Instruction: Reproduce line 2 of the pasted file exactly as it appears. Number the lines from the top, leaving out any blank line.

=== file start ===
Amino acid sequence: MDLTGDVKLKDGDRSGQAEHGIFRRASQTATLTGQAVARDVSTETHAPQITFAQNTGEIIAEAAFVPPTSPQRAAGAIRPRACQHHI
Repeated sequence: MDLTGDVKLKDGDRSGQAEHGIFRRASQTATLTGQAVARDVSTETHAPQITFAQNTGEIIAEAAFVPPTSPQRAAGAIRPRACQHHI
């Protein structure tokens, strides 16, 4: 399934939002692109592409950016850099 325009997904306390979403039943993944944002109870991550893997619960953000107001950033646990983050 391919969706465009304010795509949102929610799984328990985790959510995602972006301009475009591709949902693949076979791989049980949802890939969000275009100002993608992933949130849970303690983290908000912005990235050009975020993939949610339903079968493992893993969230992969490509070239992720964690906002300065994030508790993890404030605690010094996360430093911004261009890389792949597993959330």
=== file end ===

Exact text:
Repeated sequence: MDLTGDVKLKDGDRSGQAEHGIFRRASQTATLTGQAVARDVSTETHAPQITFAQNTGEIIAEAAFVPPTSPQRAAGAIRPRACQHHI